Climate change and mental health
Climate change is defined as changes in temperatures and weather patterns for a sustained time.
Some of the effects of this change are the rise in temperature, devastating storms, species disappearance, an increase in droughts, and the ocean level. This results in food shortages, health risks, poverty, and displacement of the affected populations. (United Nations, n.d.).
The previously mentioned consequences touch the mental health of people who live in the directly affected areas and influence the psychological well-being of those from a more distant geographical position with concern for the suffering of those close to the devastating consequences of climate change. In addition, fear and uncertainty for the future are presented since natural disasters are beyond the control of human beings. Therefore, anyone could be impacted in the future by similar situations.
Extreme natural events, such as floods, tornadoes, earthquakes, forest fires, and hurricanes, can cause depression and post-traumatic stress disorder in people (Beaglehole, Mulder, Frampton, Boden, & Bell, 2018). On the other hand, anxiety accompanied by anger, helplessness, and guilt is a common aspect of children and young people today concerning this reality facing the planet (Hickman et al., 2021).
Based on the above, it is essential to apply tools to manage the thoughts and emotions triggered by the climate crisis so that mental health is not affected.
Here are some ideas that might be useful.
Be aware of your emotions: Validating what you feel is the first step to accepting and regulating them better so that your actions include respect for others and contribute to achieving the desired goal.
Be mindful: While it is crucial to take action to fight climate change. It also doesn’t help to overwhelm your mind with catastrophic thoughts about the end of the world—the practice of breathing exercises, meditation, and walking in nature help to focus on the present, enjoying what you have now.
Take responsibility and eliminate the blame: Blaming yourself for the consequences of climate change and feeling that you are the only one who must solve this situation is a weighty burden. Value your daily actions to care for the planet; remember that this is everyone’s job.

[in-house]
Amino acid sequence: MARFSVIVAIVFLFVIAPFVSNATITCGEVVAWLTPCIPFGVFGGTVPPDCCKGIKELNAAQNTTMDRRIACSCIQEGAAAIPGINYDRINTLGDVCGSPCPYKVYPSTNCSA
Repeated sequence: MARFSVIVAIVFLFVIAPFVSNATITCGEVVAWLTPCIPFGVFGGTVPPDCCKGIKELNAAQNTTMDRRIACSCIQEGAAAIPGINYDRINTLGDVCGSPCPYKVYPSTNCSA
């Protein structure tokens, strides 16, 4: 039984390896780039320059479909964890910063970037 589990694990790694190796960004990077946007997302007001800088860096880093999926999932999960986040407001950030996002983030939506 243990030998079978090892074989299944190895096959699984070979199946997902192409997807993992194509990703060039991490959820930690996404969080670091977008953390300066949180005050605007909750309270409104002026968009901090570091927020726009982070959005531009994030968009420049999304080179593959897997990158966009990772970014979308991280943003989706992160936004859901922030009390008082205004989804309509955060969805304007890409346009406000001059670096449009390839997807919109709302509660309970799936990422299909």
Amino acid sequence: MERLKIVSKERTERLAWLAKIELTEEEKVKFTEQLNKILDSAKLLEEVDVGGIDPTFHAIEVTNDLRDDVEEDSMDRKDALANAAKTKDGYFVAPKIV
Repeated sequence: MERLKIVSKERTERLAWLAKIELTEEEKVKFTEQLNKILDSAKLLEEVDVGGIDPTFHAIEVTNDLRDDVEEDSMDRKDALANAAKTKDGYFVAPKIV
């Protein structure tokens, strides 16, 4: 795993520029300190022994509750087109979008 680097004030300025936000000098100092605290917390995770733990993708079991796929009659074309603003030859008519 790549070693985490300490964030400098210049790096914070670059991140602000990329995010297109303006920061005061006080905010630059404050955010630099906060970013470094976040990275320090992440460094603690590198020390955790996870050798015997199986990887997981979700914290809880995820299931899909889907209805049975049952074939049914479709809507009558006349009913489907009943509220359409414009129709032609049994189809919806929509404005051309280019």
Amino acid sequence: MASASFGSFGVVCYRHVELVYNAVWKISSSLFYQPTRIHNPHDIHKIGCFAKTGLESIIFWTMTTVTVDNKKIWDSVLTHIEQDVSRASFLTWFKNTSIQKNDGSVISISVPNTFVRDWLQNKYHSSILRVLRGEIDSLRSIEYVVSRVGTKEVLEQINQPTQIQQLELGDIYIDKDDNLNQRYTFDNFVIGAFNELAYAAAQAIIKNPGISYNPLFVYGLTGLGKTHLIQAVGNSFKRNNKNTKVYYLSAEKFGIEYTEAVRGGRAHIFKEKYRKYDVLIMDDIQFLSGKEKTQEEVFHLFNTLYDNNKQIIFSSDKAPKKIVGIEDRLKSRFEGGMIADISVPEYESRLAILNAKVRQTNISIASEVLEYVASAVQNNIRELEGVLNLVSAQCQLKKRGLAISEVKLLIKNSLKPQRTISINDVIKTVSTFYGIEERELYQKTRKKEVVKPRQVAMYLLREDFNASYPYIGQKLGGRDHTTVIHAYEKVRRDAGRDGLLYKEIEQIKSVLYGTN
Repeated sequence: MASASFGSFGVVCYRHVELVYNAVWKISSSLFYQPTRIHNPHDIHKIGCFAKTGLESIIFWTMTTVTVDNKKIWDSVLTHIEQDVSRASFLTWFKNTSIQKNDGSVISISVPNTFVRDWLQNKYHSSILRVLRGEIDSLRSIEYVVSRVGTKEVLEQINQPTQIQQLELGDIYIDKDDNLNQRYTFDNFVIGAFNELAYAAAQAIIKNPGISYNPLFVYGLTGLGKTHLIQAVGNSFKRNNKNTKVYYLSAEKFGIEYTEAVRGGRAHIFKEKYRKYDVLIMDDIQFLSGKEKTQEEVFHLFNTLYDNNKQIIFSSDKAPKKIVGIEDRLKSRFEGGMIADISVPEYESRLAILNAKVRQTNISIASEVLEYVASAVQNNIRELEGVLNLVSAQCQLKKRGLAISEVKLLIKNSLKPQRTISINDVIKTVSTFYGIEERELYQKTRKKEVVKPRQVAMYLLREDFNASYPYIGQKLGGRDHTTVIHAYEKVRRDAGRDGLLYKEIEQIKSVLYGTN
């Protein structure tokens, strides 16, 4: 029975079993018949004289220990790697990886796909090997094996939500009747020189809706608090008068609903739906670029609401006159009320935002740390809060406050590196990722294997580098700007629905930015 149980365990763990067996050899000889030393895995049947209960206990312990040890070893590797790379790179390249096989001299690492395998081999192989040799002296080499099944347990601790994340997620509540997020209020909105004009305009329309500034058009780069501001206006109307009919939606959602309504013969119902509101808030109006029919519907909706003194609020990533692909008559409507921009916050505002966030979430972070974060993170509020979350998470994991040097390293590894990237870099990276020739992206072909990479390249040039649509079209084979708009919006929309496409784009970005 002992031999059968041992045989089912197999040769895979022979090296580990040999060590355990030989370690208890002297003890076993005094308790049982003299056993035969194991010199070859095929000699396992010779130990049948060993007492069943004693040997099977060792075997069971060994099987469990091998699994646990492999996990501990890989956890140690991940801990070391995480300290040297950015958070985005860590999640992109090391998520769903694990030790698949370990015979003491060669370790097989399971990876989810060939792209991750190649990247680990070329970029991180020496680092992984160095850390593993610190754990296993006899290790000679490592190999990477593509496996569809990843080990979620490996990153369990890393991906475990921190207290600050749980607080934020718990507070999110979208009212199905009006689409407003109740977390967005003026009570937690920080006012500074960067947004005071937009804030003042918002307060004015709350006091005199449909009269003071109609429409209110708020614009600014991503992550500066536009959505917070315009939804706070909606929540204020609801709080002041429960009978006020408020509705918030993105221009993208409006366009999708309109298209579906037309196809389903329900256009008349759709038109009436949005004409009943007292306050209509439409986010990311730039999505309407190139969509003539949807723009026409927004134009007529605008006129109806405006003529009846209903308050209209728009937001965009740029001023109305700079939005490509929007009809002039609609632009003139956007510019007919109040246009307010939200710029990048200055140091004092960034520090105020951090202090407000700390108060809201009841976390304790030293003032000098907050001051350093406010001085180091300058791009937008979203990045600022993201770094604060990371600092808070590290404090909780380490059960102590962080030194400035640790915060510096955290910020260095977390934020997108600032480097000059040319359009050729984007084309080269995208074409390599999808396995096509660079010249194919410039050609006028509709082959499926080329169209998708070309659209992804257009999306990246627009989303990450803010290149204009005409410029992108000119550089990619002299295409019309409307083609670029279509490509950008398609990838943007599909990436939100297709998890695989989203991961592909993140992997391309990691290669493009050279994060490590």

Educate yourself on the subject: The foundation for learning about something new and implementing changes is education. This includes making known the causes and effects of climate change based on scientific evidence. It starts from your home, covering the other social circles, such as work and friends—keeping in mind that the example is one of the most effective ways to influence the behavior of others.
Connect with others: When we belong to groups that share our same ideals, we feel accompanied and motivated, and it is easier to organize activities to fight against climate change.
Take concrete actions: Take actions that may seem simple and small but are significant steps to care for the planet. For example, consider using the product recycling system, changing the way you get around (carpooling, public transportation, or walking or biking), reducing/eliminating the use of plastic, and planting trees. These actions reinforce positive emotions and the sense that you are explicitly contributing to your goal, thus reducing your anxiety.
Beaglehole, B., Mulder, R., Frampton, C., Boden, J. N.-H., & & Bell, C. (2018). Psychological distress and psychiatric disorder after natural disasters: Systematic review and meta-analysis. The British Journal of Psychiatry,, 716-722. doi:10.1192/bjp.2018.210
Hickman, C., Marks, E., Pihkala, P., Clayton, S., Lewandowski, E., Mayall, E., . . . Mellor, C. (2021). Climate anxiety in children and young people and their beliefs about government responses to climate change: a global survey. The Lancet, e863-e873. https://doi.org/10.1016/S2542-5196(21)00278-3
Naciones Unidas. (n.d.). Naciones Unidas- Acción por el clima. Retrieved from Naciones Unidas : https://www.un.org/es/climatechange/what-is-climate-change.
doi: 10.30849/psinteram111 | Descarga la versión PDF del artículo